Although research on leptin action has emphasized the role of hypothalamic mediators, leptin receptors are expressed throughout the brain, and extrahypothalamic receptor populations can clearly mediate leptin effects. Activation of leptin receptors in the hindbrain reduces food intake while increasing energy expenditure such that body weight is reduced (9
). Moreover, the mechanism whereby leptin action in both hypothalamus and hindbrain reduces overall food intake involves an enhanced response to the satiating effect of short-term signals such as CCK (10
In the hypothalamus, leptin action depends critically (though not exclusively) on two arcuate nucleus (ARC) neuronal types: those expressing proopiomelanocortin (POMC), the precursor for the anorexigenic neuropeptide α-melanocyte-stimulating hormone, and those coexpressing agouti-related protein (AgRP) and neuropeptide Y (NPY), both orexigenic neuropeptides (1
) (Figure ). Far less is known about neuronal populations that mediate leptin’s effects in the hindbrain. POMC is expressed in the NTS, but the sensitivity of hindbrain POMC neurons to leptin is controversial (14
). AgRP is not expressed in hindbrain, and leptin receptors are not expressed by hindbrain NPY neurons (16
). In mouse (but not in rat) hindbrain, leptin receptors are expressed in glucagon-like 1 peptide (GLP-1) neurons, and leptin regulates expression of mRNA for proglucagon, the peptide precursor of GLP-1 (17
). Thus, despite similarities in feeding effects of forebrain and hindbrain leptin treatment, the neural circuitry engaged by leptin differs across these regions.
Hypothalamic and hindbrain neurocircuits that regulate food intake and energy expenditure in response to input from the adipocyte hormone leptin.
High-fat diet (HFD) feeding offers another example of a difference between leptin action in hypothalamus versus the hindbrain. During HFD feeding, body fat mass and circulating leptin levels increase, and reduced sensitivity to exogenous leptin — leptin resistance — can develop rapidly. To the extent that leptin resistance contributes to obesity pathogenesis in this setting, as many have suggested (19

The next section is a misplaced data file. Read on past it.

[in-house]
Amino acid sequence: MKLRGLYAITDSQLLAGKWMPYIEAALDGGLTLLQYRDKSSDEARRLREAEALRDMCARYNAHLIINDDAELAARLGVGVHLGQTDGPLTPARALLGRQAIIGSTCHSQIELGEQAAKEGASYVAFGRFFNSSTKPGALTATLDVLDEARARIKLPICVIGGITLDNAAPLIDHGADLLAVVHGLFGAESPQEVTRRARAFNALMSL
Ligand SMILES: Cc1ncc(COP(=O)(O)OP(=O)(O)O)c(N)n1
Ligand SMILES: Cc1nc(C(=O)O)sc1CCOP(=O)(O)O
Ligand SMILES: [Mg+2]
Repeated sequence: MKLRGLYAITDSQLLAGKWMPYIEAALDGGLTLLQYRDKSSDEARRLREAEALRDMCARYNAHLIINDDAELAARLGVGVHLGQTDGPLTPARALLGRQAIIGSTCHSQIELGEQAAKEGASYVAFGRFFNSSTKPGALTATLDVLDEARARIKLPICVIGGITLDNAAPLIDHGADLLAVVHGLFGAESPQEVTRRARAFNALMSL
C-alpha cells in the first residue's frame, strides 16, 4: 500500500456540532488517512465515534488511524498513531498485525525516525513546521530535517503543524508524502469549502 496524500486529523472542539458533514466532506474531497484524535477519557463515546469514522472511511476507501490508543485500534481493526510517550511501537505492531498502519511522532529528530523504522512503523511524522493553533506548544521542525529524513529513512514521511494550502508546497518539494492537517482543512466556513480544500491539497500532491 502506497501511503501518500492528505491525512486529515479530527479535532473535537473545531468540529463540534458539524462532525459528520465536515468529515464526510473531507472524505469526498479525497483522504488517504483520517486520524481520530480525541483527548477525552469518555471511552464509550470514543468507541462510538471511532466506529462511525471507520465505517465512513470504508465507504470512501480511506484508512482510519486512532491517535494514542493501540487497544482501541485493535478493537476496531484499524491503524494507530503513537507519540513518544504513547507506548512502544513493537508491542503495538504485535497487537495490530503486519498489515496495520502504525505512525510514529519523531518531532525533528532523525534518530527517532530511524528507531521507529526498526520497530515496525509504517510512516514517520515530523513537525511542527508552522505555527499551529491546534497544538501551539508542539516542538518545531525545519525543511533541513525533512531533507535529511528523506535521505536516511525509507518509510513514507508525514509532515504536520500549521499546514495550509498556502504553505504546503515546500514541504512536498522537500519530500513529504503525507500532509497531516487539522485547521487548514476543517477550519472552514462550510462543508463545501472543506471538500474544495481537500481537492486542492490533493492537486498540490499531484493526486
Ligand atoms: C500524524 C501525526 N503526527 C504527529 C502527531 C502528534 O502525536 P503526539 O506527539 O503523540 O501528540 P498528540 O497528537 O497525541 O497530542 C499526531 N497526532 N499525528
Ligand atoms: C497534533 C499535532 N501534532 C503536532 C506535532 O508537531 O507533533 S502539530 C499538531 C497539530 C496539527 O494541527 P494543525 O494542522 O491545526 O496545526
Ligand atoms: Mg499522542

), the deficit appears localized to the hypothalamus, because HFD-induced impairment of leptin signaling occurs in the ARC but not the NTS (20
Scott and colleagues’ (2
) deletion of leptin receptors from Phox2b-expressing neurons is the first report of cell type–specific manipulation of leptin signaling in mouse hindbrain. Although the neurochemical identity of the hindbrain cells targeted remains to be fully ascertained, GLP-1 neurons are among those in which leptin receptor deletion occurred. The finding that Phox2b Cre Leprflox/flox
(PC flox) mice display both increased food intake and an exaggerated hyperphagic response to an overnight fast suggests that in normal mice, leptin signaling in GLP-1 and/or other hindbrain neurons constrains these behaviors. Yet the body fat content of PC flox mice was not increased, evidently because their metabolic rate increased so as to maintain neutral energy balance. Thus, although leptin action in Phox2b-expressing hindbrain neurons appears to play a physiological role to limit food intake, loss of leptin signaling in these cells does not prevent the detection of and compensation for this perturbation of energy balance.
The conclusion that increased energy expenditure in PC flox mice results from, rather than causes, hyperphagia derives from the finding that their hypermetabolic phenotype was eliminated during a fast and hence depends upon food consumption. Interestingly, the ability of leptin to reduce food intake and body weight was not attenuated in these mice, suggesting that leptin signaling in the subset of hindbrain neurons that express the Phox2b promoter is not required for leptin’s anorexic effect. Moreover, the differences of food intake and energy expenditure between controls and PC flox mice disappeared when they were placed on a HFD.
This constellation of features is unique, and it differs in important ways from the phenotypes of mice in which leptin receptors are deleted from hypothalamic neurons. Mice lacking leptin receptors in POMC neurons eat the same amount of food as controls but have increased body weight as a result of reduced energy expenditure (5
). Leptin receptor deletion in neurons of the ventromedial hypothalamic nucleus produces a similar phenotype, although energy intake increases when the mice are placed on a HFD (4
). Deletion of leptin receptors in NPY/AgRP neurons also increases body weight via yet another a mechanism involving reductions of locomotor activity and body temperature, and a somewhat greater obesity results when leptin receptors are deleted from both NPY/AgRP and POMC cells, due to combined effects of hyperphagia and reduced energy expenditure (3
). Therefore, loss of hypothalamic leptin signaling consistently favors positive energy balance and obesity, whereas PC flox mice maintain near-normal energy balance because increases of energy intake and expenditure offset one another.
It is worth noting that less selective leptin receptor deletion strategies invariably have more robust effects. For example, targeted deletion of leptin receptors from all hypothalamic neurons causes pronounced hyperphagia and obesity (21
), and Hayes and colleagues (10
) recently showed that shRNAi-induced knockdown of leptin receptor expression in the NTS and AP increases food intake and body weight, although the effect is modest by comparison. The differences between the phenotypes of these and aforementioned, more selective models highlights the complexity of the circuitry that mediates leptin’s effects and emphasizes both the importance of and the limitations inherent in cell type–specific strategies for delineating the roles of distinct neuronal populations.